As Sir John Templeton famously put it, “Bull markets are born on pessimism, grow on skepticism, mature on optimism and die on euphoria.” And we’d note reactions to Thursday’s US Q1 GDP revision provide a timely milepost to measure sentiment.
US Q1 GDP was revised down from a 2.5% seasonally adjusted annual rate (SAAR) to 2.4%, and reactions seemed as mixed as the data. Some continue latching on to slow growth fears, and they were certainly a vocal contingent. Others, however, basically shrugged at the news, while a cautiously sanguine group saw the numbers as support for their budding optimism. The diversity of opinions nicely reflects current sentiment, which we’d suggest is somewhere between skeptical and optimistic.
The optimistic camp would likely underpin their argument by pointing to the private sector, which largely showed better growth than initially estimated. Consumer spending, generally responsible for about 70% of US economic activity, grew at a 3.4% SAAR (previously estimated at 3.2%). Real, final sales of US goods (excluding unsold goods) were also revised up—to 1.8% from 1.5%. Even data that weren’t fully bullish—like corporate profits, which were revised down—are still hovering near record highs. In fact, without the government spending drag, GDP would’ve grown 3.4%.
Which is where the more negative camp focused. Still-slowing government spending contributed most to the downward revision. Initially, analysts expected government spending to fall at a 4.1% SAAR, but the revision notched a far lower 4.9% decrease, primarily due to defense spending’s 12.1% y/y fall. Additionally, some skeptics claimed the higher consumer spending was a result of higher gas prices. This certainly was a factor, but it seems rather odd to focus on the 0.2% upward increase in the revision and not the overall 3.4% rise, which is certainly not all gas-price driven.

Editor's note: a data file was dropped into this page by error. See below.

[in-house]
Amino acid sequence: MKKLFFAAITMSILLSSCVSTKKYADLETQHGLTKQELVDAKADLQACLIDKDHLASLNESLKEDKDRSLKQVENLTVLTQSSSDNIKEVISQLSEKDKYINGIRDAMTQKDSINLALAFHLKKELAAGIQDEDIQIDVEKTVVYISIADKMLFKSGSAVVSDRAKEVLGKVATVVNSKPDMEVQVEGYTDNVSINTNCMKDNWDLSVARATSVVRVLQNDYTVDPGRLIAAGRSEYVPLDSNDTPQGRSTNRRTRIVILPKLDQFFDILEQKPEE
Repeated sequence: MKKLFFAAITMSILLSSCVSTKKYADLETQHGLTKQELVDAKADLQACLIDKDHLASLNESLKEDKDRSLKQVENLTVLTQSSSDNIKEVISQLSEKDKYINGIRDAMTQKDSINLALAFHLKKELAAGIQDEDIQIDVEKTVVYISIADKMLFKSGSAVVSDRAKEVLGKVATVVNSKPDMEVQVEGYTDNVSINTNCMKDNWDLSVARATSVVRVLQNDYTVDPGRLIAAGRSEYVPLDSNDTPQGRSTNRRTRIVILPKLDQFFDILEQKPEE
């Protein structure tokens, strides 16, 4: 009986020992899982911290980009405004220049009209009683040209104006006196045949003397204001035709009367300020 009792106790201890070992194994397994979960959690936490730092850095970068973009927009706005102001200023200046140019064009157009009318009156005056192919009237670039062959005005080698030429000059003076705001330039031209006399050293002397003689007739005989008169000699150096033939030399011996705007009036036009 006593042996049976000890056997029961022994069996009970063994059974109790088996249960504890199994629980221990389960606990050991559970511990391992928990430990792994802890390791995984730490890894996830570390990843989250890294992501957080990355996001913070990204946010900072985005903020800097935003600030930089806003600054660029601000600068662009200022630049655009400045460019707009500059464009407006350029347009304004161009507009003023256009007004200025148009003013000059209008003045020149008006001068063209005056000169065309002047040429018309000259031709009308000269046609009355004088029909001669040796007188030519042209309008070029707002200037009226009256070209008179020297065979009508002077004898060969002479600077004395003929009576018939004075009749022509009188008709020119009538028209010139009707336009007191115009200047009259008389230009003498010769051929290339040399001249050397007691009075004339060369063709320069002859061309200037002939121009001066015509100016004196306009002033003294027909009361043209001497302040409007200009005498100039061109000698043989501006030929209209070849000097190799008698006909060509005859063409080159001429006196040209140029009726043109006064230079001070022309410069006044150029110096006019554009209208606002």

To us, the data are largely positive, but not terribly surprising. Though the US economy has been improving for some time, sentiment’s been relatively late to the game, as usual. These days, some people are optimistic, some pessimistic and some skeptical. And in such an environment, people tend to focus on pet concerns or positives—missing broad trends. Hence, we’ve been in a solid private sector-led expansion, but the US economy is still underappreciated overall.
Perhaps good US data tend to be underappreciated or only appreciated very late because there are so many distractions. Some analysts skeptically note the OECD recently downgraded its global growth forecasts for 2013 and 2014. Some people have overly bullish views on Japan tied to its aggressive fiscal and monetary stimulus (it more needs yet-to-be-seen structural reforms, in our view). It seems a different Fed official hints at potentially winding down QE every week. Optimists point to lagging and less-than-predictive factors like improved US consumer confidence. Skeptics note China’s economy is slowing and the eurozone’s economically weak.
Not that this mixed sentiment is bad. That sentiment remains far from near-uniformly euphoric as the US economy’s better-than-appreciated growth continues is one sign US stocks remain particularly attractive globally.